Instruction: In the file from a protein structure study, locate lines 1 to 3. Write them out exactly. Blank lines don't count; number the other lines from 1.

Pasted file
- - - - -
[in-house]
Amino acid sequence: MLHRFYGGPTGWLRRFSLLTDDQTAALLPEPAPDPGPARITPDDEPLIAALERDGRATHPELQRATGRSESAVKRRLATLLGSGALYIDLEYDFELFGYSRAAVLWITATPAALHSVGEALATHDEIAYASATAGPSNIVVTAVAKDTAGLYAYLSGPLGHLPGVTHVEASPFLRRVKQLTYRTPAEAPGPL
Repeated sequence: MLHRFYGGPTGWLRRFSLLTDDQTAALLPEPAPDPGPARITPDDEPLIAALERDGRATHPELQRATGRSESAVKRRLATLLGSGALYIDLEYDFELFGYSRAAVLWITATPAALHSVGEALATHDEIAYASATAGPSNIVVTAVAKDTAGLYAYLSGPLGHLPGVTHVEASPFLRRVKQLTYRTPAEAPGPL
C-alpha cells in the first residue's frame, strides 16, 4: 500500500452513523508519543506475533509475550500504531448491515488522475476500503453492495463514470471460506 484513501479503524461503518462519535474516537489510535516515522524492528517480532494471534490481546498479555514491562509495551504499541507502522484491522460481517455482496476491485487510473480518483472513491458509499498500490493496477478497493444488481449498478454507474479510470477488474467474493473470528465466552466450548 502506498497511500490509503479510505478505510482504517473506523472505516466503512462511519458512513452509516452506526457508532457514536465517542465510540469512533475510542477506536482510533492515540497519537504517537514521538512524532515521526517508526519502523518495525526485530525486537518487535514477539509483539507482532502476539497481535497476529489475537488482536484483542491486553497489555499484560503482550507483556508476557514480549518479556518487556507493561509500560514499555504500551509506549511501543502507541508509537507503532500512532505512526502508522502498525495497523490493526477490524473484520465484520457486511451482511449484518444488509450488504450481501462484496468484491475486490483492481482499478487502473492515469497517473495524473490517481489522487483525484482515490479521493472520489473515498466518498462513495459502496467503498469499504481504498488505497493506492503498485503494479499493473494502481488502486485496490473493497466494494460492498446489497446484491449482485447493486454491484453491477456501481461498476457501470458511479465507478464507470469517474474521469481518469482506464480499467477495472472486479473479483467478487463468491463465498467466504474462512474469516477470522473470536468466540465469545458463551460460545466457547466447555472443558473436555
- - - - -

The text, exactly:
[in-house]
Amino acid sequence: MLHRFYGGPTGWLRRFSLLTDDQTAALLPEPAPDPGPARITPDDEPLIAALERDGRATHPELQRATGRSESAVKRRLATLLGSGALYIDLEYDFELFGYSRAAVLWITATPAALHSVGEALATHDEIAYASATAGPSNIVVTAVAKDTAGLYAYLSGPLGHLPGVTHVEASPFLRRVKQLTYRTPAEAPGPL
Repeated sequence: MLHRFYGGPTGWLRRFSLLTDDQTAALLPEPAPDPGPARITPDDEPLIAALERDGRATHPELQRATGRSESAVKRRLATLLGSGALYIDLEYDFELFGYSRAAVLWITATPAALHSVGEALATHDEIAYASATAGPSNIVVTAVAKDTAGLYAYLSGPLGHLPGVTHVEASPFLRRVKQLTYRTPAEAPGPL